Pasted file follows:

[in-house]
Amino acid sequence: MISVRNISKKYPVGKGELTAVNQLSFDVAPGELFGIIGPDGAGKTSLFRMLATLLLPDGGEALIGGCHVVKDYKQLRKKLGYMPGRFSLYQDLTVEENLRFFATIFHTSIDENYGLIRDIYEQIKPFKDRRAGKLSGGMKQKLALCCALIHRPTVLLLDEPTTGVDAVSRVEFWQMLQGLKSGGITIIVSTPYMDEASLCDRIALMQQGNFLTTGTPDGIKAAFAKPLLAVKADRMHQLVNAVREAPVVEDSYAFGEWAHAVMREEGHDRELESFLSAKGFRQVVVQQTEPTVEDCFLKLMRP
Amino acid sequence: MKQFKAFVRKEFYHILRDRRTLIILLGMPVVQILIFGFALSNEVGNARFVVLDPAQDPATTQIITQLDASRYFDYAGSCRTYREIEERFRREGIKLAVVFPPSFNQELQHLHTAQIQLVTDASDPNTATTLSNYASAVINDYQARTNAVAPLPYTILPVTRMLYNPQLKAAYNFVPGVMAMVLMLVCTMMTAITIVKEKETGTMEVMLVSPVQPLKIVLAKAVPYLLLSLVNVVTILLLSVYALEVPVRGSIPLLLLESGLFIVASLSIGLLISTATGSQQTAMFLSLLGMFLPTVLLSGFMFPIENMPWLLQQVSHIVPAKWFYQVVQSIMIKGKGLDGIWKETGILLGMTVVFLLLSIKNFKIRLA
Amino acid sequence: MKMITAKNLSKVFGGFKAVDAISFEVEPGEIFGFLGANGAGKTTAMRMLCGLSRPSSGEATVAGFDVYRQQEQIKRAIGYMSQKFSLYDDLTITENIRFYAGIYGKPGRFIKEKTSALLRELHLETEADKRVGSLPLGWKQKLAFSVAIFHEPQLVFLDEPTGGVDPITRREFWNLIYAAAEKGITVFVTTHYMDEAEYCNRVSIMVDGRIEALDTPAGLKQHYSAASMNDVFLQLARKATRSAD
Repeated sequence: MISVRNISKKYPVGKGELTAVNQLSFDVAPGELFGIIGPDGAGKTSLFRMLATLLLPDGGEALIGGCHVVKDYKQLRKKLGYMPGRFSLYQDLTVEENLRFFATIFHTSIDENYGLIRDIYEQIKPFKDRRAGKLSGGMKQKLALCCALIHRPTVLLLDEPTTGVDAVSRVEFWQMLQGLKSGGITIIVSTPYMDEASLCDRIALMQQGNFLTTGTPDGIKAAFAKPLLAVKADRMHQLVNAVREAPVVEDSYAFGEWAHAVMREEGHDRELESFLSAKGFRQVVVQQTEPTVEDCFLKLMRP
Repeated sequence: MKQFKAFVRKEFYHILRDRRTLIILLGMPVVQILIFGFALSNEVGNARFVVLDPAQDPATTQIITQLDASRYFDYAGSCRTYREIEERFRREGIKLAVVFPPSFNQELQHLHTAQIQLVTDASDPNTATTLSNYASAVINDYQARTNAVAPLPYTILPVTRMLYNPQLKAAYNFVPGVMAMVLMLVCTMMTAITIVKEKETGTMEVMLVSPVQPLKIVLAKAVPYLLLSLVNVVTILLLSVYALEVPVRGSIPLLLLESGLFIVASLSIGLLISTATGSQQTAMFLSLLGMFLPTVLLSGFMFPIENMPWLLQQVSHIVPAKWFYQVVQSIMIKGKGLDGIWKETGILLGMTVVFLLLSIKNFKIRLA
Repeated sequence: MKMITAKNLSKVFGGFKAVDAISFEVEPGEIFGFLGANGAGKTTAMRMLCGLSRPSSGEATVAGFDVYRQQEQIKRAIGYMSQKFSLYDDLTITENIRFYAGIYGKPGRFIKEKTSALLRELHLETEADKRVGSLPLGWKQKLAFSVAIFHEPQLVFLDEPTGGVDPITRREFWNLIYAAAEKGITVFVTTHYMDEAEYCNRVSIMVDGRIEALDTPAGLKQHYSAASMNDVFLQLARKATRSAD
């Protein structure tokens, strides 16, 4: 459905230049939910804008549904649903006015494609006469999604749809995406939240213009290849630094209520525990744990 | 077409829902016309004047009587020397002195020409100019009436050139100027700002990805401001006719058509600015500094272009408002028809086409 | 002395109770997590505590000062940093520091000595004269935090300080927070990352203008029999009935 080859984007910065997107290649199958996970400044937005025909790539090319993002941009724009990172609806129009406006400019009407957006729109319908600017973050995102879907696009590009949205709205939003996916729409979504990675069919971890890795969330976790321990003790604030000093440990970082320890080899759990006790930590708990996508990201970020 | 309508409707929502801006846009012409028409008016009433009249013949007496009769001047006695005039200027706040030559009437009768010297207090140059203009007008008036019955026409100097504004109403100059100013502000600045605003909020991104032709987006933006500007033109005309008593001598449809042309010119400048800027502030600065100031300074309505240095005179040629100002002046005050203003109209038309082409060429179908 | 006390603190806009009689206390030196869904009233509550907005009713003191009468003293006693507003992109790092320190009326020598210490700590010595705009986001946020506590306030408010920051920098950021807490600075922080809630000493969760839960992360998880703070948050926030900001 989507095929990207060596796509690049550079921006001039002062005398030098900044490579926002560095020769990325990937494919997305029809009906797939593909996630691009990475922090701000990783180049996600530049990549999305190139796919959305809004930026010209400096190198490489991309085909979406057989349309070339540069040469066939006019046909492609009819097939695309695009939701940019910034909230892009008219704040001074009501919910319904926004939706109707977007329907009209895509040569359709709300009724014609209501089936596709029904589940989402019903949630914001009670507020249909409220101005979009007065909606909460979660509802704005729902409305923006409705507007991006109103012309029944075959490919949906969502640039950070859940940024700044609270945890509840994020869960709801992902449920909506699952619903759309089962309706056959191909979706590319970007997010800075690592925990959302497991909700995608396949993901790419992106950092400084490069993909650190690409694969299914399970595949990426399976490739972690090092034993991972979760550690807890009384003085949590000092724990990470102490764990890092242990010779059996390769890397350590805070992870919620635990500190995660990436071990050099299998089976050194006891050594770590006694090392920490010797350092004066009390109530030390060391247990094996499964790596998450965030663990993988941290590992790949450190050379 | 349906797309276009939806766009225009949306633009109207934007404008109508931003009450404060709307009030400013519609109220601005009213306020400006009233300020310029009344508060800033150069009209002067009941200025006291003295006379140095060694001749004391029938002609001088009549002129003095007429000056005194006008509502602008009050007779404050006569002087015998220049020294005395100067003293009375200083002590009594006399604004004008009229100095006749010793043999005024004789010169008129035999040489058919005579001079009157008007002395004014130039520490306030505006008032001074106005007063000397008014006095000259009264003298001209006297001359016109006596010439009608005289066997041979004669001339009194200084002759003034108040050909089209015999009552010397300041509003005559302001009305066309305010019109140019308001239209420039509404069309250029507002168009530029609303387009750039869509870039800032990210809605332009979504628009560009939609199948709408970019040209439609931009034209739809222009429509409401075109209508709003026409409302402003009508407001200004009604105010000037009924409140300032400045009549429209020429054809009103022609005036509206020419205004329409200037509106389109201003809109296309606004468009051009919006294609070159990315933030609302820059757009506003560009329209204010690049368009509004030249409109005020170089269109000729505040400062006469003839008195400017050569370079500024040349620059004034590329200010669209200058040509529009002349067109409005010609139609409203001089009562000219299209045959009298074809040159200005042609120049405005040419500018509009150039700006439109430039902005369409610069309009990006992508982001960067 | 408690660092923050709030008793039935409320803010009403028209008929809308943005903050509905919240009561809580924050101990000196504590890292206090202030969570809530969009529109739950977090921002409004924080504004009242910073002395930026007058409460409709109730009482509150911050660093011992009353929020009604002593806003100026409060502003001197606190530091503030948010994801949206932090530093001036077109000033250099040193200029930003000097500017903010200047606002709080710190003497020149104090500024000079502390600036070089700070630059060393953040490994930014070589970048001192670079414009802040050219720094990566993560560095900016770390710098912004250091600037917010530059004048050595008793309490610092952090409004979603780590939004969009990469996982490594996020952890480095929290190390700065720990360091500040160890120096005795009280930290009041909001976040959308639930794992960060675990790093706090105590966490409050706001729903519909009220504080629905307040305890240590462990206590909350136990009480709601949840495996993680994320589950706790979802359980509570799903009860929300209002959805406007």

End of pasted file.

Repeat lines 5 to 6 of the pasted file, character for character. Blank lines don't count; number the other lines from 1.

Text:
Repeated sequence: MISVRNISKKYPVGKGELTAVNQLSFDVAPGELFGIIGPDGAGKTSLFRMLATLLLPDGGEALIGGCHVVKDYKQLRKKLGYMPGRFSLYQDLTVEENLRFFATIFHTSIDENYGLIRDIYEQIKPFKDRRAGKLSGGMKQKLALCCALIHRPTVLLLDEPTTGVDAVSRVEFWQMLQGLKSGGITIIVSTPYMDEASLCDRIALMQQGNFLTTGTPDGIKAAFAKPLLAVKADRMHQLVNAVREAPVVEDSYAFGEWAHAVMREEGHDRELESFLSAKGFRQVVVQQTEPTVEDCFLKLMRP
Repeated sequence: MKQFKAFVRKEFYHILRDRRTLIILLGMPVVQILIFGFALSNEVGNARFVVLDPAQDPATTQIITQLDASRYFDYAGSCRTYREIEERFRREGIKLAVVFPPSFNQELQHLHTAQIQLVTDASDPNTATTLSNYASAVINDYQARTNAVAPLPYTILPVTRMLYNPQLKAAYNFVPGVMAMVLMLVCTMMTAITIVKEKETGTMEVMLVSPVQPLKIVLAKAVPYLLLSLVNVVTILLLSVYALEVPVRGSIPLLLLESGLFIVASLSIGLLISTATGSQQTAMFLSLLGMFLPTVLLSGFMFPIENMPWLLQQVSHIVPAKWFYQVVQSIMIKGKGLDGIWKETGILLGMTVVFLLLSIKNFKIRLA